• The money would be better spent on providing Jewish education day school, for those who send their children to public school.
    Our job is to become better people and better Jews and to prevent assimilation.

  • I do agree with Aish about too many Holocaust museums, as I’ve said before. Keep the one in DC, and Yad Vashem in Israel, and convert all the others into Jewish schools and institutions and spend the millions in current upkeep and support on providing Jewish education and programs for Jewish children, teens and young adults.

    This is a no brainer.

  • I don’t freaking believe it. I’m agreeing with T_M.

    Maybe the geulah really is near.

    The best way to commemorate the Shoah and prevent another one, either from gentile hostility or assimilation, is to teach Jews to be Jews. To feel Jewish, think Jewish, live Jewish, marry Jewish and breed Jewish. Making memorial after memorial to the fact that the goyim hate us won’t work. Only educating the next generation of Jews will.

  • That’s not Webster’s. “Webster’s” has become a generic term, but is largely used by Merriam-Webster. Your citation is from the American Heritage Dictionary.

  • At least they are using it sort of correctly I heard ppl call Rwanda a Holocasut…Cambodia a Holocaust…Sudan a Holocaust….yes these are very hot places…but come one people get ur head out of the sand!

  • I hate pulling the self-promotional expert card, but as someone who has interviewed Holocaust survivors for a book and who has visited more than her fair share of Holocaust museums, I do acknowledge that although Jewish education is undeniably important and needs more funding in order to make Jewish life stronger, it’s also important to create historical archives and documentation of what happened during the big H. Survivors are dying out, and people will forget, or at least, their memories will be dulled, and that’s not good.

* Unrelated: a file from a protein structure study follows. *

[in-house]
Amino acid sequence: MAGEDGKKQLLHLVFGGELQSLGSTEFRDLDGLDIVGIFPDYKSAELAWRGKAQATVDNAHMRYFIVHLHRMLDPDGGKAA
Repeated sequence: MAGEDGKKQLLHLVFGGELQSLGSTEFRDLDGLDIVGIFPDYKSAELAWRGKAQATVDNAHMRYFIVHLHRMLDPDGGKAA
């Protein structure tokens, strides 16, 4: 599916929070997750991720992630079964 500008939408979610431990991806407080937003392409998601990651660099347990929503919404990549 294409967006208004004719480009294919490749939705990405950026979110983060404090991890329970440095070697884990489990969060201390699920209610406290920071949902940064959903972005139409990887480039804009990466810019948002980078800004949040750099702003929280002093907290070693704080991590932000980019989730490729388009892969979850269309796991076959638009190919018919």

BTW, that fourth definition reminded me of the definition of one of the types of sacrifices they used to bring in the Temple. Was it a zevach shlemim? And what is it brought for? What’s the etymology of the Greek word (does it mean “wholly consumed”?)?Does any of you remember?

  • I think you are referring to an olah Esther. I’m pretty sure that the worshppers got to eat parts of the shlamim.

    All the usual disclaimers, etc.

  • That sounds right. It was the use of the word shlemim that fooled me. My knowledge of sacrifices is appallingly spotty.

  • I for one am all for the bombing of dresden and other fine upstanding german major population centers. I think the biggest curse of the second world war (next to german attrocities) was the marshall plan and the west’s overall savingof western germany. If there was any justice, ALL of that g-dforsaken, pagan slaughterground should have been left for the russians to do with as they pleased. Nothing like a little Stalin justice to keep a good, goosestepping people in their place.

    P.S. Hitler signed Dresdens death warrant when he chose to attack London with incindiary bombs (explode and burn). It was only a matter of time before the allies caught up and England would exact her revenge.

    P.P.S. Spare me on any positive or sensitive thoughts concerning that retched people. To pave the country into a parking lot would have been too good.

    P.P.P.S. Pardon the vulgarity but if Germany were a person, it would be one of those people who should have been…lets just say never conceived.

  • i’m a firm believer that the U.S. uses the holocaust as a gauge for genocide too much, and keeps us from reacting to things. holocaust as it isn’t capitalized can be used in a variety of ways, and i think that’s a GOOD thing. cap it and it’s a horrible thing. but damn.

  • Esther, if there were unlimited funds then fine. Also the real question is what does Never Again mean? If we allow anti-semitism to flourish in France, in other countries, then what have we learnt from the Holocaust museums. And for that matter, there are holocausts going on all over the place.